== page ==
To help us continue to improve our service, this web site uses cookies. They cannot be used to identify you. Using this site implies an agreement to continue accepting them. For more details please see managing the cookies we use.  

Patients & Visitors


Complex Pregnancies

Mother and smiling baby You may have a complicated pregnancy due to a pre-existing medical condition which will require extra monitoring by the obstetricians during pregnancy, such as Type 1 diabetes or epilepsy.

Over 40% of all pregnancies may be complex due to a variety of reasons. The term 'complex' may seem frightening - but you do not need to feel anxious as it only indicates that your pregnancy needs additional input from specialists who are experienced in such conditions.

Why your pathway may change to 'complicated'

There are a few different reasons why your pregnancy pathway may change from uncomplicated to complicated. For example, if you are pregnant with twins or triplets, or if you develop a condition in pregnancy, such as gestational diabetes or pre-eclampsia, your pathway will be changed and you will be referred to an obstetrician by your midwife, though you'll still see your midwife as well.

We have developed planned pathways for common conditions such as a raised Body Mass Index (BMI), age of the pregnant woman or person, those who are at risk of having a small baby. Ask your midwife which pathway you are following. Your midwife can discuss and explain your care pathway with you.

We will reassess the situation at each appointment to ensure you continue on the correct pathway.

How it works

If you are placed on the complicated pathway it does not mean that your pregnancy and birth will be entirely medicalised. We aim to ensure that visits to the hospital are kept to a minimum.

You may need to see an obstetrician once, to plan your care, and then continue your antenatal care with your midwife. You may be required to have regular obstetric appointments and scans to monitor your baby's growth.

Your midwife and obstetrician share the aim of keeping you and your baby safe throughout the antenatal period, during labour and birth. They will listen to your birth preferences and involve you in any decision making. They will offer you advice, based on NICE Guidelines, about the safest place to plan your birth.

Obstetric antenatal clinics

Each specialist clinic is run by a multidisciplinary team who has specialist expertise in your condition which means that you and your baby are placed at the centre of care.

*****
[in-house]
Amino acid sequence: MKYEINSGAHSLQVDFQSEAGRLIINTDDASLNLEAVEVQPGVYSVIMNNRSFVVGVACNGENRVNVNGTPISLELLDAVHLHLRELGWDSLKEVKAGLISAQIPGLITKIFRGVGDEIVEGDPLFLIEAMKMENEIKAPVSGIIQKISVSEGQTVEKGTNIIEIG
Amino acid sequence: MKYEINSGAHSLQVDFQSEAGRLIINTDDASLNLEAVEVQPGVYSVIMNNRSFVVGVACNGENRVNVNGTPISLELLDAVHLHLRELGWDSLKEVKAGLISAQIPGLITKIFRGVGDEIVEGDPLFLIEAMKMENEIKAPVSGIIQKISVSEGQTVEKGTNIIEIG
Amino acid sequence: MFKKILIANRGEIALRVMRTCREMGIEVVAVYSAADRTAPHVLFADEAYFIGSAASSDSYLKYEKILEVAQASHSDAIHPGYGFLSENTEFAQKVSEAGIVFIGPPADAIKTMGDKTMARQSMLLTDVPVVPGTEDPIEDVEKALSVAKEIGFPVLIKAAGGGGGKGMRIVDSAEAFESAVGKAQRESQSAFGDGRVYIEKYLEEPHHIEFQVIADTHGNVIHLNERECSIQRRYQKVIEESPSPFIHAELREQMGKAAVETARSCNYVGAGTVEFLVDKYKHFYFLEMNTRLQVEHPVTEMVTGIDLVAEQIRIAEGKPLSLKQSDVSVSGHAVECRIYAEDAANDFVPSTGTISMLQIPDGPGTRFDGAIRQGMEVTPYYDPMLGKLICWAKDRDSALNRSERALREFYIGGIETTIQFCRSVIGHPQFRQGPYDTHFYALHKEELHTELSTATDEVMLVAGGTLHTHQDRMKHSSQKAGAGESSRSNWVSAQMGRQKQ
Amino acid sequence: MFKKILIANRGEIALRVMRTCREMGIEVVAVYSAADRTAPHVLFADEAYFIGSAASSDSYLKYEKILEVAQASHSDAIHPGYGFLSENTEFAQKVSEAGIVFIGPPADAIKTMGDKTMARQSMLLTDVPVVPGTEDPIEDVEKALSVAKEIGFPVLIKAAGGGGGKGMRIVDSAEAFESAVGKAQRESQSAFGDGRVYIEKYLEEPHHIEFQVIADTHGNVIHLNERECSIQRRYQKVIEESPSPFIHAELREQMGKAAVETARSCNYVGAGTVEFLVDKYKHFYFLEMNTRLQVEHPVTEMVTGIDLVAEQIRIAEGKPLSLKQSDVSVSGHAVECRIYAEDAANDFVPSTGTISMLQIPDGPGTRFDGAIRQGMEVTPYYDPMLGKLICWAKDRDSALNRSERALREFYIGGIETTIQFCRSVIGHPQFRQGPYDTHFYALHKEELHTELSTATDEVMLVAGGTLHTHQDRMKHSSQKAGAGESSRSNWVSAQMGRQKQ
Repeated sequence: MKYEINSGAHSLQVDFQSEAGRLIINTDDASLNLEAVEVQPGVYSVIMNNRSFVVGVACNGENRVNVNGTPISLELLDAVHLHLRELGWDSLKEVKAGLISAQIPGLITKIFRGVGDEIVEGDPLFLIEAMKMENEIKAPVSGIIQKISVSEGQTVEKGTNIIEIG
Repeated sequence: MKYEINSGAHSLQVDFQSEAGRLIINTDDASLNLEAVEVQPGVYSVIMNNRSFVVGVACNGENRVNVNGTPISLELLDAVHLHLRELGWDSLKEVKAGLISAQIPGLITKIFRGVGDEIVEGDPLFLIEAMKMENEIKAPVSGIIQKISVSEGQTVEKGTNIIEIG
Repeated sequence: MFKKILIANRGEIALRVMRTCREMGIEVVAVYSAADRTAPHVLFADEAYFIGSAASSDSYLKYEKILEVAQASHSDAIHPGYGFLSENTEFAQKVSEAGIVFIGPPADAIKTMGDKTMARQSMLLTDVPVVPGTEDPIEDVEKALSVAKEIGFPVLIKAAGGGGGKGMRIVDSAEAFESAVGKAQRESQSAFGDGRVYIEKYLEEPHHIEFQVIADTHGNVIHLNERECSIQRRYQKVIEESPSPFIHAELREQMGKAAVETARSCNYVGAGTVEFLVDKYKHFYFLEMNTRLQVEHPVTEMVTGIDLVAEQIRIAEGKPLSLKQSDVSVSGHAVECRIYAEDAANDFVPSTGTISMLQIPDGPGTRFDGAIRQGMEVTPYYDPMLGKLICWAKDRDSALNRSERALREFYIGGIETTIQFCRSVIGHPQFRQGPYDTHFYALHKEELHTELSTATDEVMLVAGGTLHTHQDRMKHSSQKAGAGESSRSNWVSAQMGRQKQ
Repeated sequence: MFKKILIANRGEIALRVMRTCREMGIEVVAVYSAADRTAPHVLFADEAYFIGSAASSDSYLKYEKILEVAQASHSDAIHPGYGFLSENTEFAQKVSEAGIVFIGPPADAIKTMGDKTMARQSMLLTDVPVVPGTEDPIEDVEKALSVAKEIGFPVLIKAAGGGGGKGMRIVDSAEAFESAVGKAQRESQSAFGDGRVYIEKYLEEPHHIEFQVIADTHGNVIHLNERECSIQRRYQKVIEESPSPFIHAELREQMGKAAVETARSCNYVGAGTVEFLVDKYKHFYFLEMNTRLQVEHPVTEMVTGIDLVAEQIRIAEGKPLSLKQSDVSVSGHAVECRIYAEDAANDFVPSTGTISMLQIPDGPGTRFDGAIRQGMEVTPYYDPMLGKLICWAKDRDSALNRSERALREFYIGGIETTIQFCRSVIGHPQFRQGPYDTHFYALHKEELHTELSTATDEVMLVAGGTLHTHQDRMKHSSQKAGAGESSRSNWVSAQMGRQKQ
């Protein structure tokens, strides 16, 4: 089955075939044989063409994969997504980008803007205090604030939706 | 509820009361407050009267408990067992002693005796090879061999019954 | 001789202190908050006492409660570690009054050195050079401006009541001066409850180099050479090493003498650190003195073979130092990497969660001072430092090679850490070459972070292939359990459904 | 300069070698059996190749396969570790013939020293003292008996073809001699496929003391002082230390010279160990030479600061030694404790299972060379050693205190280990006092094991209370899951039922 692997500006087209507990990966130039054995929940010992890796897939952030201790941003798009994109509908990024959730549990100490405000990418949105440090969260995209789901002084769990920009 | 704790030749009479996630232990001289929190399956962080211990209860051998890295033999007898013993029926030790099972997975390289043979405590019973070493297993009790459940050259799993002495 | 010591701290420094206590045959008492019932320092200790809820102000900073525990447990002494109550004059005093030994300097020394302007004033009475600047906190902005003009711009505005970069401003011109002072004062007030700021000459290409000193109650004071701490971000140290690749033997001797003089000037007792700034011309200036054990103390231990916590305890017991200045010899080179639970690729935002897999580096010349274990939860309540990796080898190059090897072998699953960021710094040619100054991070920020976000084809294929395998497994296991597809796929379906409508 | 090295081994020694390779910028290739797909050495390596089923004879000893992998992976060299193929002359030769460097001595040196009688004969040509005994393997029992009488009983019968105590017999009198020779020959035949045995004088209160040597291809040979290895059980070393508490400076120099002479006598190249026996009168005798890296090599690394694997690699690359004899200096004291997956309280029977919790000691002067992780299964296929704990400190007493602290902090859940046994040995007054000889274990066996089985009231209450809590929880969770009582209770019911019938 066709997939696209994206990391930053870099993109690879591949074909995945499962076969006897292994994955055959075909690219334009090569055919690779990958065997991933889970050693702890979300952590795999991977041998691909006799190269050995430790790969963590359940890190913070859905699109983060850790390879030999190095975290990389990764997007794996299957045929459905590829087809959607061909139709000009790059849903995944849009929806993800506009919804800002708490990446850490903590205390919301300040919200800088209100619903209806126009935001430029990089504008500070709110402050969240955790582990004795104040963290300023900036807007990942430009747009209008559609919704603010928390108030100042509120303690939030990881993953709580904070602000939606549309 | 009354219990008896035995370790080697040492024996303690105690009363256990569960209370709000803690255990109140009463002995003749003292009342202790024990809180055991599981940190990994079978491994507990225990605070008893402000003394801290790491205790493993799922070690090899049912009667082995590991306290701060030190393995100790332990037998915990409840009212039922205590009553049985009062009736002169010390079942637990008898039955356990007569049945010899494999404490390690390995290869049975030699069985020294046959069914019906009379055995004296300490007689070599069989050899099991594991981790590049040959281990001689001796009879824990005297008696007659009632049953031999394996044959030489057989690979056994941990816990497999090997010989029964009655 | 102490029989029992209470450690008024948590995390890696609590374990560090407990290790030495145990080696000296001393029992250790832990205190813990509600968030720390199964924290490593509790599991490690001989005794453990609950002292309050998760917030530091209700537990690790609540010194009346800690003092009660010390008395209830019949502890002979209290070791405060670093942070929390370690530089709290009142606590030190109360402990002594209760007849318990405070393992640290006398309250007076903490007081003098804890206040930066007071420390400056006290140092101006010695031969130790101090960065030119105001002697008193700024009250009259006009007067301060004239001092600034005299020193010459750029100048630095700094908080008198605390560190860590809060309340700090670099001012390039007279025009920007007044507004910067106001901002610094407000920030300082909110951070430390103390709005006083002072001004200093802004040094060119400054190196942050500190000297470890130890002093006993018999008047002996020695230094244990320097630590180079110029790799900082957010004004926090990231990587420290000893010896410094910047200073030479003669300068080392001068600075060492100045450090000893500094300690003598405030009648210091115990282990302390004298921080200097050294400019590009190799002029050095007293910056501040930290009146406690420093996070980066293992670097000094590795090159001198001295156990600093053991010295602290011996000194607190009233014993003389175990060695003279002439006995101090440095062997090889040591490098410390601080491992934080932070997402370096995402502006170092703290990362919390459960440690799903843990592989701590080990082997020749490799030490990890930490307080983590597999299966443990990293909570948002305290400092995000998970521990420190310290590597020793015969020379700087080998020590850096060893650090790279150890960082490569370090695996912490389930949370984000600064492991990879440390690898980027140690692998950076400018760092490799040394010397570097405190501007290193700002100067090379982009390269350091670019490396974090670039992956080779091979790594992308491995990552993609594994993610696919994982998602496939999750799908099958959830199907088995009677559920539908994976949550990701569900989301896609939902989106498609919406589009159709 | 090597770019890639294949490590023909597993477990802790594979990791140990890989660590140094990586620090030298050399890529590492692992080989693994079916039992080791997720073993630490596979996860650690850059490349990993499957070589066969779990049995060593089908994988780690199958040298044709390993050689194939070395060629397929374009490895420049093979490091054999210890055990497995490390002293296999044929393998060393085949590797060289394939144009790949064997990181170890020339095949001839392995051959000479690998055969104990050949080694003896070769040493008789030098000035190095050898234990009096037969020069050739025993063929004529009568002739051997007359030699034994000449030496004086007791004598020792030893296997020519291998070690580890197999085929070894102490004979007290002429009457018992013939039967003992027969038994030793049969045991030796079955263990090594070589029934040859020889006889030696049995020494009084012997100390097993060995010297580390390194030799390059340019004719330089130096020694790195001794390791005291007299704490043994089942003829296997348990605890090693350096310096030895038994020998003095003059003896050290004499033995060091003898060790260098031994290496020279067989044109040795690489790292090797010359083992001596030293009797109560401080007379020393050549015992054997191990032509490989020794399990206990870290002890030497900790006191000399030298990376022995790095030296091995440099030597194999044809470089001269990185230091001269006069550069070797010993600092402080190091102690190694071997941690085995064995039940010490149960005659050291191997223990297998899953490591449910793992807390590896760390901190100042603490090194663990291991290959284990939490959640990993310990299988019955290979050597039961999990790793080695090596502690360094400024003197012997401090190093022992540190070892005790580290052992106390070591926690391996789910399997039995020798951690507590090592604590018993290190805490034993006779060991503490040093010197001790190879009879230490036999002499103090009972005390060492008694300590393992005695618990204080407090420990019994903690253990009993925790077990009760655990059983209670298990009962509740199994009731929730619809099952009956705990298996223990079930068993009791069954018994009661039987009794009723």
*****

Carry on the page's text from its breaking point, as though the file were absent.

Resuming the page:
We aim to provide you the best possible care delivered by an expert team of both doctors and midwives to ensure the best outcomes for both you and your baby.

Day Assessment Unit (DAU)

You might be referred to the Day Assessment Unit (DAU) by your GP or Community Midwife or indeed the specialist at the hospital condition-based clinic. The DAU will monitor you and your baby or offer further investigations if necessary. This helps avoid admission to hospital and avoids anxiety and inconvenience to you. You will be cared for by our expert team of midwives who will refer to a doctor if a further opinion is required.

Referrals to other specialties

If you have a complex pregnancy that requires input from other specialties, for example if you have epilepsy, diabetes, heart or kidney disease, you will be referred through the relevant clinic to specialists looking after these conditions. There are specialist joint clinics with obstetricians, specialist doctors and specialist midwives and nurses.

You may also be referred to the Anaesthetic Assessment Clinic (held in DAU) if any factors in your condition, your previous history or your present pregnancy indicate this.

We have a perinatal mental health specialist midwife and a bereavement specialist midwife who you can have access to if you have mental health issues or have had a previous pregnancy loss.

For pregnant women and people who are on the Complicated pathway birth is most likely be recommended and planned for Bath Birth Centre (BBC). All midwives support normal birth, even when you have additional health problems. They will work with you to achieve your birth preferences, such as waterbirth, optimal cord clamping and skin to skin at birth. The midwives are trained to assist the obstetricians during ventouse, forceps and caesarean births.

back to top